Industrial Training International (iti.com), a world leader in crane, rigging and lifting educational services, has truly lived up to the company’s name during the final quarter of 2013. Two divisions in particular, the Showcase Webinar Series (a free, monthly educational webinar presentation hosted by ITI President/CEO Mike Parnell) and open enrollment training courses at the company’s Woodland, Washington Training Center, included a number of participants that added some extra international flavor.
Showcase Webinar Series
The November edition of the Showcase Webinar Series was titled, Terex Presents: Ground Condition & Preparation for Mobile Cranes and featured Klaus Meissner, Director of Product Integrity at Terex Cranes, as well as host, Mike Parnell of ITI. Mr. Meissner presented his portion of the webinar remotely from his office in Zweibrücken, Germany. Initial feedback on the webinar proved to be positive, as learning points included:
- Angle of Repose
- Shear Failure
- Crawler Ground Pressure
- Outrigger with Plates
In addition to an international guest presenter, webinar registrants represented 39 U.S. States, 8 Canadian Provinces, and 28 different countries. The worldwide participation clearly shows that the pursuit of crane and rigging knowledge is not limited by any borders.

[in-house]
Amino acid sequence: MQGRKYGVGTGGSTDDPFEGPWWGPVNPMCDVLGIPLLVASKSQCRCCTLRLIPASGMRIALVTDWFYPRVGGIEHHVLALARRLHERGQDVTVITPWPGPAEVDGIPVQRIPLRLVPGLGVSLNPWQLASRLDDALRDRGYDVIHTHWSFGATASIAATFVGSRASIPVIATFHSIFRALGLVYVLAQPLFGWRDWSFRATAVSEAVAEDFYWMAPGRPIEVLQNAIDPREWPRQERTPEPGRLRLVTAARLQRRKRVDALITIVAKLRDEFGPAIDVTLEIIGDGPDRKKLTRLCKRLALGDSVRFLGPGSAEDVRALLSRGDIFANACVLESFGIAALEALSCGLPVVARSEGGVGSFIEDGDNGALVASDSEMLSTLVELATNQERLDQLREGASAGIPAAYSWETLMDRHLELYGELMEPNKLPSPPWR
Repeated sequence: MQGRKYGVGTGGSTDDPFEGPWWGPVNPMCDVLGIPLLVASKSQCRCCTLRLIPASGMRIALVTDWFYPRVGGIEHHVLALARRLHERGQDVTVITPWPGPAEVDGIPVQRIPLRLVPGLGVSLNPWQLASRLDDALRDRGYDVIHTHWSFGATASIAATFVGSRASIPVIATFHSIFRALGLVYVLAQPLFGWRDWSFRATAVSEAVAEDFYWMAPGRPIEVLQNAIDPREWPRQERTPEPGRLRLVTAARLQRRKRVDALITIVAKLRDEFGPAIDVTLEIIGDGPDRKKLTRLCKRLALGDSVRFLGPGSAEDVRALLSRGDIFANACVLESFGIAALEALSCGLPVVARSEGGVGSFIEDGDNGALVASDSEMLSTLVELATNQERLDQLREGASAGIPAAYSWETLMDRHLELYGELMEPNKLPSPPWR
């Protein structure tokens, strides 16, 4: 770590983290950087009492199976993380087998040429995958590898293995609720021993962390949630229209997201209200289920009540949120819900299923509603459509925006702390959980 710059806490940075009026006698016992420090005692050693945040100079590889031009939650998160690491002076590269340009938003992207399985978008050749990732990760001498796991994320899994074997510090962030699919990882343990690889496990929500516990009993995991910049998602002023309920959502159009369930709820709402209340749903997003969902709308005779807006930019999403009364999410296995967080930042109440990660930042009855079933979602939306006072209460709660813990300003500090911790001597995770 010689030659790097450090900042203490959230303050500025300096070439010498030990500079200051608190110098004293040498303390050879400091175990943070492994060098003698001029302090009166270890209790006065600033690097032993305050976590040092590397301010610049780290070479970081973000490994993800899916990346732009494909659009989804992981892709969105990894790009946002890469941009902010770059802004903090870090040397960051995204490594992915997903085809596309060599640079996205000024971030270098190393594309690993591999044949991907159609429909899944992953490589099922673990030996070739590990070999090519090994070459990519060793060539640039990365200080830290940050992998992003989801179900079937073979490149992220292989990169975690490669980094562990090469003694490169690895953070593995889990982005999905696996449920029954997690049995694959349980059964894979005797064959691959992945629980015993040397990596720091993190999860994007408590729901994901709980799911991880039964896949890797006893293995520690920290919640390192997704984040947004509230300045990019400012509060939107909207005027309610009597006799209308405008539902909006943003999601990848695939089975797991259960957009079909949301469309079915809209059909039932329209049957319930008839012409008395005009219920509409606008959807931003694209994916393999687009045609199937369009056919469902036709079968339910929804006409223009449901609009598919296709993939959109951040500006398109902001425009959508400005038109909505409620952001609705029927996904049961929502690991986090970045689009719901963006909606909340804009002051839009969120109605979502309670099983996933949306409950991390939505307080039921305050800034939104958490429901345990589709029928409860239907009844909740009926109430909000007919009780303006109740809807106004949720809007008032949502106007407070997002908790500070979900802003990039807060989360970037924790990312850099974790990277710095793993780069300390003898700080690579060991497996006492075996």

Open Enrollment Courses
The internet undoubtedly contributes to the ease of sharing knowledge around the world. However, hands-on crane and rigging training is not easily communicated on the World Wide Web and while technical concepts are important, there is no substitute for live, face-to-face, practical training.
This point was not lost for student participants in a December Rigging Gear Inspection Course conducted at ITI’s Woodland, Washington Training Center. The course included students from the United States, Canada, Brazil and Russia. Additionally, two students from South Africa were expected to attend, but had to reschedule their training due to other commitments.
ITI Senior Instructor Bob Schumacher led the course and leaned heavily on his vast international training experience to ensure that all in attendance received the world-class instruction that is the company standard.
According to Schumacher, “Having a mix of nationalities in the same class challenges the instructor to create an environment that makes the students feel comfortable and included. Having conducted 3rd party assessments and training globally, it allowed me to work more efficiently with these students from Russia and Brazil. Although the students were engineers and spoke English, I needed to create a balance for both groups when providing technical information, keep the class flowing and ensure our guests understood the nomenclature used. I also offered to answer questions they had and did this during breaks, lunch and after class. The feedback received from them confirmed we were successful and they offered that they appreciated recognizing and respecting their culture.”